TDF:

Absolutely. For the bean and brussel sprout family, which is notoriously hard for people. there is an enzyme called alpha galactose. A lot of my patients are able to tolerate those foods with an enzyme supplement. So utilizing all the tools we have at our disposal to maximize FODMAP tolerance is going to give somebody with IBS their best chance at as minimally restricted a diet as possible.

MR:

We’re not talking about a wholesale endorsement of dietary enzymes as a category. There are many products out there that are pitched as all-purpose digestive enzymes that are not really supported by the science. You’re talking about a very specific enzyme for a specific FODMAP. 

TDF:

Yes, a lot of these random digestive enzyme cocktails won’t even contain this particular enzyme. The important thing about enzymes is that they are specific. So if you don’t use the right enzyme for the right food, it’s useless.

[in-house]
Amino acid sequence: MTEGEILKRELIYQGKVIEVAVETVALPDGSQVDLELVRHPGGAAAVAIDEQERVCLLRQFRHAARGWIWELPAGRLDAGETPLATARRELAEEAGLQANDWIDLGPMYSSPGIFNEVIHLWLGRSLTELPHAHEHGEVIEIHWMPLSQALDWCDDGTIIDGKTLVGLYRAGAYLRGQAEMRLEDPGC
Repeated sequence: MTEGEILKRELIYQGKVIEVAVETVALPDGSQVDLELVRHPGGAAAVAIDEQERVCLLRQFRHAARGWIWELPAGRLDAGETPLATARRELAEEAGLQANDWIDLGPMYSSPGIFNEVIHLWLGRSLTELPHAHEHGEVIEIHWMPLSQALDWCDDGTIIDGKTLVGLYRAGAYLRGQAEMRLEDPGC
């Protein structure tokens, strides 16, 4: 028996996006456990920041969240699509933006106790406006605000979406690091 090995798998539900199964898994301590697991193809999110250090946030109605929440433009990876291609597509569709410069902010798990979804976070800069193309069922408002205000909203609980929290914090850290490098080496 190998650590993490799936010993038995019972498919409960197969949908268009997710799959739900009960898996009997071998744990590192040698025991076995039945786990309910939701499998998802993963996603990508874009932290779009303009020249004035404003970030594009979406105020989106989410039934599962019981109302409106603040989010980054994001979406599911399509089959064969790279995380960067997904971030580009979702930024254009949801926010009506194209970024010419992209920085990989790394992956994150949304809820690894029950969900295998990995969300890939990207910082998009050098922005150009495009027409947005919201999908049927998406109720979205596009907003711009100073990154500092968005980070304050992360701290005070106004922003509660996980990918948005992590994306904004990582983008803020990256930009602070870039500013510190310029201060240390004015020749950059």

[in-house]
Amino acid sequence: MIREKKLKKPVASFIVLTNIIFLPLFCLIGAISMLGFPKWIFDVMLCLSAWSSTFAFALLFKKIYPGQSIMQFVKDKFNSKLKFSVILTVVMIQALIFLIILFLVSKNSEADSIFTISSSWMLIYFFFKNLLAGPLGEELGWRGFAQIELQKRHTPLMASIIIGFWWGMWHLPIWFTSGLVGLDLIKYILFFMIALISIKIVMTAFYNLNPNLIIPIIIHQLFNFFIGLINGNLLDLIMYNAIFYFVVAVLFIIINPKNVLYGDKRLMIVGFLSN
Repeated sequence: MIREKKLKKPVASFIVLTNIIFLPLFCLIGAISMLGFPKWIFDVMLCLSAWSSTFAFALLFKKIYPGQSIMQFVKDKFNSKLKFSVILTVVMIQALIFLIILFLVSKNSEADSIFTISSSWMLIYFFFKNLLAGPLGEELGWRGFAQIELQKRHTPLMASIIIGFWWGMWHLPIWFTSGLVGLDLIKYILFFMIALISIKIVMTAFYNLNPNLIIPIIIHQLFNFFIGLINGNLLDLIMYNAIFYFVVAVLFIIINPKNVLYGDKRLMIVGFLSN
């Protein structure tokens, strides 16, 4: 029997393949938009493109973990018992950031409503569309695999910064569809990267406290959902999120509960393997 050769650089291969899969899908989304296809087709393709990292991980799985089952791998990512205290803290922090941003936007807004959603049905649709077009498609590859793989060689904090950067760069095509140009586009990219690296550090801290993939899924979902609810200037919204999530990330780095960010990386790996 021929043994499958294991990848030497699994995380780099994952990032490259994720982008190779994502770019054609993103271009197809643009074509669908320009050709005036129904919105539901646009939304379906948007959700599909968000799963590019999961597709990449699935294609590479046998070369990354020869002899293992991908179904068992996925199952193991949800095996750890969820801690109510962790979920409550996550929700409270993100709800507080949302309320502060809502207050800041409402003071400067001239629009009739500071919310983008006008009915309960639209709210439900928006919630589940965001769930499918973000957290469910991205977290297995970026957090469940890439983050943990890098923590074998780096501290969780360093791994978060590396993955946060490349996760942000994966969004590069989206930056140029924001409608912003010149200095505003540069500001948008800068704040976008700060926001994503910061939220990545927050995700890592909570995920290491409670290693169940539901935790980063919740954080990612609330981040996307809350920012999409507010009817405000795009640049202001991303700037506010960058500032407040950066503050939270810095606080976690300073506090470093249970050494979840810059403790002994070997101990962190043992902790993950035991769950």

The important thing about enzymes is that they are specific. So if you don’t use the right enzyme for the right food, it’s useless.

MR:

I just want to tackle one last question that Julie brought up. If people really can’t tolerate whole grains, is it okay to eat some refined grains?

TDF:

I think it really does people a disservice when we talk about individual foods as being healthy or unhealthy or good or bad. Individual foods really can’t be assessed in terms of their healthfulness without the context of the entire diet. You can’t just say that it’s OK or not OK to eat white rice. What else are you eating?

MR:

That’s right. And because of the relentless drumbeat of messaging about the value of whole grains, we sometimes lose track of how big a role the portion size plays. When we’re talking about bread or pasta or rice, how much we’re eating matters at least as much as whether it is whole grain or not.

TDF:

Absolutely.

Tamara has been a frequent guest on the Nutrition Diva. I hope you’ll also check out our previous conversations on bloating and intestinal permeability (aka leaky gut). I can also highly recommend her book The Bloated Belly Whisperer